This area is scenic, but not the highest ranking on our list. That said, there are several dispersed camping spots in the area, excellent fishing, and an abundance of wildlife.
The first time we camped here was many years ago. The one thing that made this trip noticeably different from the rest though was that we were bringing along our 3-month-old baby girl. Yes, this seems quite crazy to most people we talk to. The same questions are asked over and over. “What did you do with her?” “Are you serious?” Well, she was carried around and took naps in the tent. Pretty much the same thing we do at home, minus the baby monitor. She had begun cutting teeth which must hurt like hell. She fussed just enough to make us doubt our objective but we dealt with her as if we would have been home. We would just have better scenery.
Since that trip, we have camped here for fishing, elk hunting, and hiking. It’s also easy to get to from Denver. The upper Williams Fork is beautiful and full of fish. Brook trout are supposed to be kept as the Colorado Department of Fish and Wildlife deems them invasive in this river. And they are freaking delicious.
The surrounding forest contains a multitude of wild flowers. Columbines, wild roses, sunflowers, and on and on, in every color. With the big river rushing by, it is serene. be sure to explore the aquatic life on the William’s Fork. I landed a tiny brown and a very respectable rainbow on a red quill pattern leaving my chest sticking out a bit farther than normal and waded back to camp. I’m glad MH is a good sport about my fly fishing. She has never once told me to shut up about my excited ramblings of the mating habits of flying insects or the jubilation of a wild trout on a dry fly.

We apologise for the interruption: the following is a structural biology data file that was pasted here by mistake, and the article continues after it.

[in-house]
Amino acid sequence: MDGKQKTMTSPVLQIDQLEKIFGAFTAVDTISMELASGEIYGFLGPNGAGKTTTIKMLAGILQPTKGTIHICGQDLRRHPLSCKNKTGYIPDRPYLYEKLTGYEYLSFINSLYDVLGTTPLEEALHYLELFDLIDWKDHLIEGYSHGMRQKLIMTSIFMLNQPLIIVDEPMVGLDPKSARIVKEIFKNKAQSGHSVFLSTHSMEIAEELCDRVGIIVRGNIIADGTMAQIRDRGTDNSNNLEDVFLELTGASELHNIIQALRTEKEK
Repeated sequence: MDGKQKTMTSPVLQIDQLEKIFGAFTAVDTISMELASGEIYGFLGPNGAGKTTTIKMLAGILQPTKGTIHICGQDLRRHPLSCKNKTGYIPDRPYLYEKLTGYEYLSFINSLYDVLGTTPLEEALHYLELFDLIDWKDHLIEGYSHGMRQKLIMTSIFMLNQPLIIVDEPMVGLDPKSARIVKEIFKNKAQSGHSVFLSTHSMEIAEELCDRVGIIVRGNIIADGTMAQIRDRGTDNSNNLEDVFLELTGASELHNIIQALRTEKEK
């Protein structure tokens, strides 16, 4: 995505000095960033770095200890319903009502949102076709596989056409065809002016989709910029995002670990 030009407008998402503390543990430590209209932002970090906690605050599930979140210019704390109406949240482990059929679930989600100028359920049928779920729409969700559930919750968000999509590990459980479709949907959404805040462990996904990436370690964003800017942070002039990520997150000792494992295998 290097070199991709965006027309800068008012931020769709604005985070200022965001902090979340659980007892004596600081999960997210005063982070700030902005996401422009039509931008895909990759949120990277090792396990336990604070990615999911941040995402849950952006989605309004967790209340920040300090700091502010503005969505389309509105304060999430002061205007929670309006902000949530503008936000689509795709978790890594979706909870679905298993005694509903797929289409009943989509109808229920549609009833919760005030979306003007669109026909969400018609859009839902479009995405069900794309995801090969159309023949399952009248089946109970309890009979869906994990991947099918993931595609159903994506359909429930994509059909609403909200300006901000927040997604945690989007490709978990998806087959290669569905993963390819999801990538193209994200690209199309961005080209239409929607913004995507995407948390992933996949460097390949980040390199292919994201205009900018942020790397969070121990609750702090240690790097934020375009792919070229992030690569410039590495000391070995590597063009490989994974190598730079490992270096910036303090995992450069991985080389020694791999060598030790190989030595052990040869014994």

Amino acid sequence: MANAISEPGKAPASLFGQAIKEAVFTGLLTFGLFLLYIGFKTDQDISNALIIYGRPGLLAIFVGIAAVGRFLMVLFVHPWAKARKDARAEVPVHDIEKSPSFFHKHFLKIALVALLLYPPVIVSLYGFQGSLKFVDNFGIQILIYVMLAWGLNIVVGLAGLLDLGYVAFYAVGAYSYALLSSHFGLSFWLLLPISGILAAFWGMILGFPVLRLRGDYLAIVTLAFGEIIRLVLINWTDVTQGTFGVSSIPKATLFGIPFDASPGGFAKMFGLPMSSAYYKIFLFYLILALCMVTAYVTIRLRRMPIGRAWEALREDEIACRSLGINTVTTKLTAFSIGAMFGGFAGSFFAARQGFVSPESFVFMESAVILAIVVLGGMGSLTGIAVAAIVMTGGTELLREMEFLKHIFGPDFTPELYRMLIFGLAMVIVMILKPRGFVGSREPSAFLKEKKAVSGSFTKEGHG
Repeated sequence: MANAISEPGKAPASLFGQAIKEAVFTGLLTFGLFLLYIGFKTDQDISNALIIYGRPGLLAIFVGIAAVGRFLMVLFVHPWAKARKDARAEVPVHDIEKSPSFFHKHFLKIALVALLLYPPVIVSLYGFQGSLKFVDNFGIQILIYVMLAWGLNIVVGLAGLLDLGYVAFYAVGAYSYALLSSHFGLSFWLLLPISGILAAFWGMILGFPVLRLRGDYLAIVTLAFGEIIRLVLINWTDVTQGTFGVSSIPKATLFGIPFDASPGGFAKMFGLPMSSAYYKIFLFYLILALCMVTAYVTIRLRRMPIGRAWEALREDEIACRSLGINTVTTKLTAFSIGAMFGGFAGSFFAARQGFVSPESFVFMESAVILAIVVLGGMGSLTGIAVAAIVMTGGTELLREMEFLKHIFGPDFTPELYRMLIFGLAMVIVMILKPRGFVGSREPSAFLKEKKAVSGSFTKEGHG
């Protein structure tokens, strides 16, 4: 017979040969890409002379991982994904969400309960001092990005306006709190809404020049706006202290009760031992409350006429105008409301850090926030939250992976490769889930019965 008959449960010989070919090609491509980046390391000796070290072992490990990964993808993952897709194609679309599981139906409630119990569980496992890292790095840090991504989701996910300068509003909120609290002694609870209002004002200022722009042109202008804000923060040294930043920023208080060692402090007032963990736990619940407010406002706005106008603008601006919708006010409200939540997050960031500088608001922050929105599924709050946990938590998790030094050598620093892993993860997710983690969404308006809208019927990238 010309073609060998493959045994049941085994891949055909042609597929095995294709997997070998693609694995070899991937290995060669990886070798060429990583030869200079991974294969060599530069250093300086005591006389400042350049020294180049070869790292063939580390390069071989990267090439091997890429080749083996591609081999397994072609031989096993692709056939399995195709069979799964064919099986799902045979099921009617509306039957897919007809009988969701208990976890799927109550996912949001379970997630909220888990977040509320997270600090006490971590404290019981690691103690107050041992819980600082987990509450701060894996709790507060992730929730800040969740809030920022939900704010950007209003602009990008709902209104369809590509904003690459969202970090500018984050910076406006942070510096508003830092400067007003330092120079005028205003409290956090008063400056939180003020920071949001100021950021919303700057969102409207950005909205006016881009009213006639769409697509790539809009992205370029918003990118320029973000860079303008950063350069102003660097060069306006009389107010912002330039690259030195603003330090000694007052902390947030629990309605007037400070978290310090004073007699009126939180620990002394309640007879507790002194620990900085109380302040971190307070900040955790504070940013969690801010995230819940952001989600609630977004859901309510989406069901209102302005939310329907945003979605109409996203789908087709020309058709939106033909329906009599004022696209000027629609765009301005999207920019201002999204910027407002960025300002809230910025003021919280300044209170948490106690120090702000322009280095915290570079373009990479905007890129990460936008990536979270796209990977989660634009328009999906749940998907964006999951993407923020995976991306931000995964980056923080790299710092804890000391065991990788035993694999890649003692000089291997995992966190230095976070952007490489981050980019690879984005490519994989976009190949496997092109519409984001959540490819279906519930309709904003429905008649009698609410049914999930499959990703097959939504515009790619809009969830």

Besides brook trout, you will probably catch good rainbows and a brown trout.
Every time we leave a campsite, we pick up all the micro-trash we can find then gaze momentarily at the empty campsite and the fertile river one last time and headed down out of this peaceful world. As part of trip we suggest stopping for lunch at the Mountain Lyon Cafe in Silverthorne which is a staple when we are in the area.
Directions: Take I-70 to Silverthorne and head towards Kremmling, CO. After about 9 miles, look for a sign for Ute Pass Road and take it east. Drive all the way over the pass. You will see a huge mine, which is hideous and disturbing. Stay on road 3 and start looking for spots. They get better around Horseshoe Campground. If you go right here up Keyser Creek you can drive all the way to the trailhead for Lake Evelyn. Camping all along that road.